When a web server bans you from accessing the page you’re trying to open in your browser, you receive a 403 Forbidden error. In most cases, there isn’t much you can do. But occasionally, you can be the cause of the issue. Here are some options for you to explore.
What Is a 403 Forbidden Error?
The 403 Forbidden Error appears when you attempt to open a website (or other resources) in your web browser but are not authorized to do so. It is known as a 403 error because the webserver uses that HTTP status code to identify that type of error.
This error typically occurs for one of two reasons. The first is that you are actually not permitted access to the resource since the web server’s owners have properly configured access rights. The second cause is that the web server’s owners set up permissions incorrectly, and as a result, you are being refused access when you really shouldn’t be.
Website designers can alter the appearance of a 403 error, just like they can with 404 and 502 errors. As a result, many websites may display 403 pages that look different. Additionally, websites may refer to this issue under somewhat different names. For instance, you might observe the following:
403 Forbidden on HTTP
Error 403: Unauthorized Access
403.14 HTTP Error – Forbidden
403 Forbidden error On this server, you lack the authorization to access [directory].
403 Forbidden error
Most of the time, there isn’t much you can do to change the situation on your end. Either the resource is truly off-limits to you, or something went wrong on the server. Sometimes, it’s a passing mistake.
Refresh the Page
Always give the page a refresh a try. The 403 issue is frequently momentary, and a quick refresh could fix things. The majority of browsers have a Refresh button somewhere on the address bar in addition to the Ctrl+R on Windows or Cmd+R on Mac shortcuts for refreshing.
Although it rarely resolves the issue, it just takes a moment to try.
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Double Check the Address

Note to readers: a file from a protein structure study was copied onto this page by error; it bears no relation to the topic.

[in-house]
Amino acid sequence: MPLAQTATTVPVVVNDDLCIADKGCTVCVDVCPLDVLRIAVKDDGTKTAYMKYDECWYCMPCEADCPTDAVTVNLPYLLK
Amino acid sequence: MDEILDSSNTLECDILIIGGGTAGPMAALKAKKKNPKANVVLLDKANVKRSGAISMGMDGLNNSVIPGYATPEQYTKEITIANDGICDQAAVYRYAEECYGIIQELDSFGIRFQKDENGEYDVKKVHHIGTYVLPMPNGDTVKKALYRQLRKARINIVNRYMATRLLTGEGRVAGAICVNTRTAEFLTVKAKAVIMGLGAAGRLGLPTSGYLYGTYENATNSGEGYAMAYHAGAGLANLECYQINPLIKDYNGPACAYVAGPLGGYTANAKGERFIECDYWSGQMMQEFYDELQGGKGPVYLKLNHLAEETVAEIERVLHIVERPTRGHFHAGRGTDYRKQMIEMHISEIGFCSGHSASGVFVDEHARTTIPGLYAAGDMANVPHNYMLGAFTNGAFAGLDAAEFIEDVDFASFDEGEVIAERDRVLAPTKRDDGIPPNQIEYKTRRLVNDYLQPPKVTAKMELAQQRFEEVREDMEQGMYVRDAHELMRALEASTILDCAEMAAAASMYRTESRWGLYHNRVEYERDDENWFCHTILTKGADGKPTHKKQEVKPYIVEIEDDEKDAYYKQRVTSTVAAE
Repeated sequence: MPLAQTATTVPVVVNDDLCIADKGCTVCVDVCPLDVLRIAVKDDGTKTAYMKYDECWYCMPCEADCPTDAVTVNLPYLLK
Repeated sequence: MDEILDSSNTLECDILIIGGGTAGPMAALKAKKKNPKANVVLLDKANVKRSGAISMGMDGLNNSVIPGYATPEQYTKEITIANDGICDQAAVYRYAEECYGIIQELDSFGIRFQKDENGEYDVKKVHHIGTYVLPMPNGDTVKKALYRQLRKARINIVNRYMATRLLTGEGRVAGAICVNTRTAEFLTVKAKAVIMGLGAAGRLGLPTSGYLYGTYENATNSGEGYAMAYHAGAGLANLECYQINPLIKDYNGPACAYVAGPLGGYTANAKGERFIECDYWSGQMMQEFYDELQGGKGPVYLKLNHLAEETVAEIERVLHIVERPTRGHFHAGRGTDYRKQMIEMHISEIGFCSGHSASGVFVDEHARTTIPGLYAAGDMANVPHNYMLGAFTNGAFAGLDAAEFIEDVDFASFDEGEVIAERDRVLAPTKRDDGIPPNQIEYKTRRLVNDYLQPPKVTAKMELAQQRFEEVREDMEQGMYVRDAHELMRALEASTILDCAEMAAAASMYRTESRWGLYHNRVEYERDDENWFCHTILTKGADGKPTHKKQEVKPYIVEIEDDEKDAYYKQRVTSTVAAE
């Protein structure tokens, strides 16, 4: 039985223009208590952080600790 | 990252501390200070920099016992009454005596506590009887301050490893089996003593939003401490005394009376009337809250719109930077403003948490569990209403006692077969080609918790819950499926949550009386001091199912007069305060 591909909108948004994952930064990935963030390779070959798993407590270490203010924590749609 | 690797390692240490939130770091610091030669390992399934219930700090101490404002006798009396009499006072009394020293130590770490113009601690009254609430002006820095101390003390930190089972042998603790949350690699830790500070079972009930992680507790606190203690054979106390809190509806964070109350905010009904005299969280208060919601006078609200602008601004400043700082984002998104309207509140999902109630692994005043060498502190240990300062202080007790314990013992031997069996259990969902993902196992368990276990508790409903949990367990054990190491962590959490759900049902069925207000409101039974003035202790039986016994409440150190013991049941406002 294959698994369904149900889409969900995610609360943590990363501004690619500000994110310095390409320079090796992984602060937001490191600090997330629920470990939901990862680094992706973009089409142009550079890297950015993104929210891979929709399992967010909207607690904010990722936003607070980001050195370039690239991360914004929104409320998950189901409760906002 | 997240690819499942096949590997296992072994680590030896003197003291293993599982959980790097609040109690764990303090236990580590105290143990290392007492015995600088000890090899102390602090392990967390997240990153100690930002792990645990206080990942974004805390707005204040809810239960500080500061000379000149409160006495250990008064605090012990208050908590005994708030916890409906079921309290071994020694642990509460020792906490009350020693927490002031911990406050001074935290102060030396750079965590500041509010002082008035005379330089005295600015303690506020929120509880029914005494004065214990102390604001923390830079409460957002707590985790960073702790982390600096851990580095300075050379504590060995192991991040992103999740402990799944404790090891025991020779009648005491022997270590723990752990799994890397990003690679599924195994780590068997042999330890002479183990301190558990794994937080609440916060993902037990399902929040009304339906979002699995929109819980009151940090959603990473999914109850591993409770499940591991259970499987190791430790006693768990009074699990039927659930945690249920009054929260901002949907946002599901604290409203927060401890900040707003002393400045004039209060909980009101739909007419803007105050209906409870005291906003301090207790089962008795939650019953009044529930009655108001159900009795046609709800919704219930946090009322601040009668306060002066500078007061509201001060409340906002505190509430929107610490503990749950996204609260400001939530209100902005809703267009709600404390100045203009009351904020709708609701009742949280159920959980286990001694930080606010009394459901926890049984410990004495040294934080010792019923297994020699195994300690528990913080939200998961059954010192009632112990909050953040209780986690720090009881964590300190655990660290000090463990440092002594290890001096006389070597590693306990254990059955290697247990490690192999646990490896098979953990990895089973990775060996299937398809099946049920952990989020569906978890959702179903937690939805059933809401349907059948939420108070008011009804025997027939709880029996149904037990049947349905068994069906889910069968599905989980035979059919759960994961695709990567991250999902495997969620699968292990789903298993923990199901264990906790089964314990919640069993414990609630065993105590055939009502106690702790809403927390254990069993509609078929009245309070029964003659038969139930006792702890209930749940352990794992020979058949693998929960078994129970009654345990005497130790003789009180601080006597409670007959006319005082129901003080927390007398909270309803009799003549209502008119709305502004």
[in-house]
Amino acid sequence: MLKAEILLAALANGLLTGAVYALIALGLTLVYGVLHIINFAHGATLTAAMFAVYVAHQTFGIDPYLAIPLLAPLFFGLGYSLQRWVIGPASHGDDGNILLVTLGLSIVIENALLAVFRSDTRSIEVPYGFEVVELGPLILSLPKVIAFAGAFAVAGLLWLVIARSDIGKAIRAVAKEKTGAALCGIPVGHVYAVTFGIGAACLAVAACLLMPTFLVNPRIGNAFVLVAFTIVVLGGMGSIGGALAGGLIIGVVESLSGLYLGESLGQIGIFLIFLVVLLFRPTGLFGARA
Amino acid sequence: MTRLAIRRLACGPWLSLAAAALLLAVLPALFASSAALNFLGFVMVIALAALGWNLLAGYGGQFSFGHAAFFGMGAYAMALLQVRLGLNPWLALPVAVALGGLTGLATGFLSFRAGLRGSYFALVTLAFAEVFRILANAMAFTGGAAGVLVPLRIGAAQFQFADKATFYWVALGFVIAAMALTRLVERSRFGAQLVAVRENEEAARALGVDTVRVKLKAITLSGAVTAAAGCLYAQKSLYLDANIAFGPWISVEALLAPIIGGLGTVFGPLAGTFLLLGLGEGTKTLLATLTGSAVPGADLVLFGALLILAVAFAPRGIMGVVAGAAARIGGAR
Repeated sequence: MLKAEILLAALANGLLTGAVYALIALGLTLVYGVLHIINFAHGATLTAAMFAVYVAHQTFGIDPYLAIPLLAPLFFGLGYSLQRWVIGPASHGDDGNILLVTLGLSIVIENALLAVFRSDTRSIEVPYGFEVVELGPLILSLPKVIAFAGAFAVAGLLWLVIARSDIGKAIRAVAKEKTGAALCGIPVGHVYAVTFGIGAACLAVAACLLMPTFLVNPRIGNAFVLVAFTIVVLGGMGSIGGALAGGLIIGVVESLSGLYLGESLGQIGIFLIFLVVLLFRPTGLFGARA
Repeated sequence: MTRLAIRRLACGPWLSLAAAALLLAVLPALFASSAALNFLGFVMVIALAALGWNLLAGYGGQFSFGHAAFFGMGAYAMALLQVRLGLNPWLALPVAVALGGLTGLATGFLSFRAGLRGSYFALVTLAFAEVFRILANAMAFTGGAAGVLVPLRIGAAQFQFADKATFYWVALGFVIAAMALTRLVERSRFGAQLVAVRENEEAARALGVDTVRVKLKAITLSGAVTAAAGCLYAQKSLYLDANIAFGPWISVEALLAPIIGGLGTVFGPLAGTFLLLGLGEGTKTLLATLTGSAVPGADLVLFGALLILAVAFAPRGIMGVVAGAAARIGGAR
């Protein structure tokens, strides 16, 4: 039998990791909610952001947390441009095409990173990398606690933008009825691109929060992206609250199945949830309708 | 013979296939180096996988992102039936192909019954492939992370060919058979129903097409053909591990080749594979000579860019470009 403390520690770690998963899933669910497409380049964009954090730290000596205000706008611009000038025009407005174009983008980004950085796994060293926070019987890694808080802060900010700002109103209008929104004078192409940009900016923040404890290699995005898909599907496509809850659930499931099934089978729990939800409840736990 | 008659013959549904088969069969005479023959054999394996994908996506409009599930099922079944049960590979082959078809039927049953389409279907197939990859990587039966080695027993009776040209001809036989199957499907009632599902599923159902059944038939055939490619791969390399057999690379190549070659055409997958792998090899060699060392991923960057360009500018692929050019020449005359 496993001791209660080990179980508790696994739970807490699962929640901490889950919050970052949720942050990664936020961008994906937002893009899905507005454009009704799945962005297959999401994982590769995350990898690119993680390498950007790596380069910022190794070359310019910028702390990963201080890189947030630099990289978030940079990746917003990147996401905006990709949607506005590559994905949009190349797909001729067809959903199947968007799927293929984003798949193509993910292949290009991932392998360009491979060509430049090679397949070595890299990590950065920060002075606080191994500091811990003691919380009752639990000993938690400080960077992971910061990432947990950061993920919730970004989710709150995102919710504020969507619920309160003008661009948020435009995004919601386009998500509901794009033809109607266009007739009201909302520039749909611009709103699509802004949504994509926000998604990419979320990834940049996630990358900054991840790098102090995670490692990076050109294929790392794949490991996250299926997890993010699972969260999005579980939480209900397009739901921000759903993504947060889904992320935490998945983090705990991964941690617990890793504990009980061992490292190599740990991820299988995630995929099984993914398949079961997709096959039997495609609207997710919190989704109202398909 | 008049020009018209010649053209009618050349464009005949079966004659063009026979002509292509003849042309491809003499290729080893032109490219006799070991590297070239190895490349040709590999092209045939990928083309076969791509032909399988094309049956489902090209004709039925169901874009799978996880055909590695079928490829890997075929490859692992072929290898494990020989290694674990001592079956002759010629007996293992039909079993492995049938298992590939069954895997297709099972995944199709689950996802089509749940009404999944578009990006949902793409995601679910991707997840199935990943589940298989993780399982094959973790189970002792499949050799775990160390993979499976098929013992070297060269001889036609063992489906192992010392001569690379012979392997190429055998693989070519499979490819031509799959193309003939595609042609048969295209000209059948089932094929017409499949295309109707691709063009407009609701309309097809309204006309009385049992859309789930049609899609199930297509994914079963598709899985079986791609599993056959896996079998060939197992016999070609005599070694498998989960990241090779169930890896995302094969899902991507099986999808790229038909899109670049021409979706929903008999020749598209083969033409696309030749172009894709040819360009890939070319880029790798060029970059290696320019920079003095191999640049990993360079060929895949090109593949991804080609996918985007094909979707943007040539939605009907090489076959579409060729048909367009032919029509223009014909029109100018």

The most frequent cause of a 403 error is an incorrectly entered URL. Ensure that the address you are trying to visit points to a file or web page rather than a directory. A directory URL often ends with a “/,” while a conventional URL would typically end in “.com,” “.php,” “.org,” “.html,” or merely have an extension.
For security purposes, the majority of systems are set up to forbid directory browsing. You are routed to another page when they are properly configured. A 403 error message can appear if they aren’t.
Clear the Cache and Cookies in Your Browser
It’s also possible that the error-containing page was cached in your browser, but the website’s real link had changed. You’ll need to delete the cookies and cache from your browser in order to test this possibility.
Your browsing experience won’t be significantly impacted by clearing the cache, but certain websites could take a few extra seconds to load as they re-download all previously cached data. Most websites require you to log in again after clearing your cookies.
Delete All Cached Items, Cookies, Site Data, and Browsing History from Your Browser
You may use this comprehensive guide to learn how to clear the cache in all of the widely used desktop and mobile browsers, including Google Chrome, Firefox, Microsoft Edge, and Safari.
Verify That You Have the Authorization to Access the URL
The problem can be that you’re trying to access a website that requires you to log in before you can view the content. Usually, servers are set up to display an error message informing you that you need to be logged in in order to access the content.
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However, certain servers with incorrect configurations could return a 403 error instead. Whether it’s feasible, try logging into the website to see if the issue disappears.
Try Again Later
If none of the straightforward fixes we’ve discussed so far work, you may always take a break and return later. Since website-related problems are the primary cause of 403 errors, it’s probable that the issue is already being addressed.
Contact the Website
You can also get in touch with the website’s owner directly. Find their contact information on the website and get in touch with them regarding the disputed page. If there isn’t one, try contacting the website via its social media accounts.
Contact Your ISP
It’s possible that the public IP address your ISP gave you (or your entire ISP) has been blocked for some reason if you can demonstrate that the aforementioned website is operational for others but not for you. You could try getting in touch with them and informing them of the issue. They might be able to assist, even though it is not a very likely solution.
Disconnect From Your VPN
If you attempt to access to some websites with a VPN, a 403 Forbidden warning will appear. If you think this is the issue, you can try connecting to the website after disconnecting from your VPN. You probably aren’t utilizing a VPN right now if you don’t know what they are.
You might want to try moving to a different server offered by your preferred VPN service—or switching to a different VPN service entirely—as certain websites might not restrict every VPN server available.
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